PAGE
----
Photography Tips for Perfect Pumpkin Patch Pictures

Hello and Happy October!!

It’s that time of year … where pumpkin patches are popping up all over town!   My Facebook feed will start to fill with cute pictures of your kiddos in the patches (which is a lovely change from the political posts).   But, because I’m a photographer, I want you to get excellent photographs of your kiddos!   It might be hard to believe, but pumpkin patches can be difficult because it’s often crowded and there is a sea of orange …and not many of us look good in orange (especially burnt orange, but that’s a topic for another day).  😉

Here’s my top ten list of how to get the Perfect Pumpkin Patch Photographs: 

 1.  Avoid the crowds!!  Go early.  And I mean … early.  Before 8:30AM.   The light will be gorgeous and you will be the only ones there.  Plus, if you have toddlers, chances are, they are already awake!  

2.  Dress your kids in a color other than orange — teal, brown, cream, blue.  Why?  You’ve got plenty of orange as it is — and that orange color is already bouncing on their face!   Unless it’s a dash of orange like this little bow!!  How precious!!

3.  How else can you avoid the orange color cast?  Position your kiddos so that the sun is behind them and their heads are slightly tilted up toward you and away from the pumpkins. Stand above them and shoot down … but not so much that their head looks uncomfortable … but enough that the orange color cast dissipates.  

4.  Bring a towel — not to sit on, but to dry off the pumpkins.  You know your kiddo — will they complain about a wet butt or mud?  Be prepared!  Maybe they won’t end up enjoying the pumpkins that much — so, bring the pumpkins to them! 

5.  Want to avoid squinty eyes?  See number one.  Unless the patch you find is completely shaded, your kids will start to squint right around 9AM.

6.  Go to the patch early in October — don’t wait until the weekend before Halloween because the pumpkins will be thinned out which changes the depth of your pictures.    Plus, the pumpkins start to get gross — some go rotten, some are destroyed from kids climbing all over them.  I always host mini sessions the first weekend in October and there are 100’s of pumpkins in each row!   And pumpkin patches aren’t on everyone’s mind yet –so there’s no one there!  See how pretty this image is?  120 pumpkins and not another person in sight!7.  Get creative with your shots. Use the pumpkins as leading lines. Get a picture of your child trying to lift a pumpkin twice their size. Bring a pad of paper and have your child sketch what they see and photograph them in action. Bring your own metal wagon and have them pull it up and down the aisles. Think outside the box and have fun with your kids!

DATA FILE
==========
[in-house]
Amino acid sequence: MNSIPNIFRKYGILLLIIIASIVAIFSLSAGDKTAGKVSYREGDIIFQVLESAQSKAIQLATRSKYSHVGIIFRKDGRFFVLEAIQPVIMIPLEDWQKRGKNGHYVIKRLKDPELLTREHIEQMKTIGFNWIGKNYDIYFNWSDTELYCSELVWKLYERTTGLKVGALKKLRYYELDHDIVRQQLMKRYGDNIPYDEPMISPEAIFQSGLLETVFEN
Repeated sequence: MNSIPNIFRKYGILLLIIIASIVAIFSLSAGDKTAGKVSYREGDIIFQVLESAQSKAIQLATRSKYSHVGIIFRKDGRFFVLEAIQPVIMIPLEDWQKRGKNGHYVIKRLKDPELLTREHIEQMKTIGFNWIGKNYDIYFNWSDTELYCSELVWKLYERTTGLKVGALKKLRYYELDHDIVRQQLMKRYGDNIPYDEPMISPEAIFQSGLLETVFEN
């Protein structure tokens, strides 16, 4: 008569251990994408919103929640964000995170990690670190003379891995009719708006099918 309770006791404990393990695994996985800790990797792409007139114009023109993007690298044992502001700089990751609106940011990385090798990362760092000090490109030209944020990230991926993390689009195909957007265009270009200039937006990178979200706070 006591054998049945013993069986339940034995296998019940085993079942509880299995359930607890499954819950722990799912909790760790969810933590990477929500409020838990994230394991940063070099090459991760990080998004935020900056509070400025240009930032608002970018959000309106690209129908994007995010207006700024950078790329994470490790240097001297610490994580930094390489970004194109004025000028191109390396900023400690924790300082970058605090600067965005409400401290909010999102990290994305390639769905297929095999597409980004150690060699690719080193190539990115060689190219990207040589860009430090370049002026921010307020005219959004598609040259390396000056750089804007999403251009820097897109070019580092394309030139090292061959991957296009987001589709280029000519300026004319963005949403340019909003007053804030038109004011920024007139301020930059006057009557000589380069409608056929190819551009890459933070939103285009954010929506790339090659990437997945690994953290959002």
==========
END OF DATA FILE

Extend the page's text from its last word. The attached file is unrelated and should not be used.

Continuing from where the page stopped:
8.  Once you are done with pictures — buy a few from the patch you just used as a backdrop!  It’s just the kind thing to do.

9.  Do you love photographs other than on your phone?  Hire a professional!  Mini sessions are perfect for little kids and dads — they are short enough to keep everyone interested and they are inexpensive!    I partnered with Austin Moms Blog for $125 for fifteen minutes and we did nine families in a row!    And all of these images came from those quick sessions!  

10.  Get in the photograph with your child.  Hire me — I LOVE mommy and me photographs.  Hand your camera to someone else.  Take a selfie.  Don’t worry about how you look.  Or what you’re wearing.  But know that your kids want to look back and SEE you in their memories.  I know it’s preachy — but, our lives are short.  We don’t get to live forever.  And we are part of their lives each and every day.  They will want to look back on their lives and see you!

My two favorite pumpkin patches (based solely on photography):
1.  Austin —  Tarrytown United Methodist (all the pictures in this post are from this patch) — This is a beautiful patch — but only on a shaded day or at sunrise. They have lovely lines of pumpkins and beautiful trees.  The church backdrop is quite lovely.   The downside of those trees is that in harsh sun, you get terrible shadows if you aren’t positioned juuuuuust right. You can get close to the tree stump and avoid the shadow but then just watch out for that harsh light behind your subject.

2.  Georgetown — San Gabriel Presbyterian Church — I see this patch each time I drive my kids to school and it’s gorgeous!  They even have a tractor in the middle of the patch.


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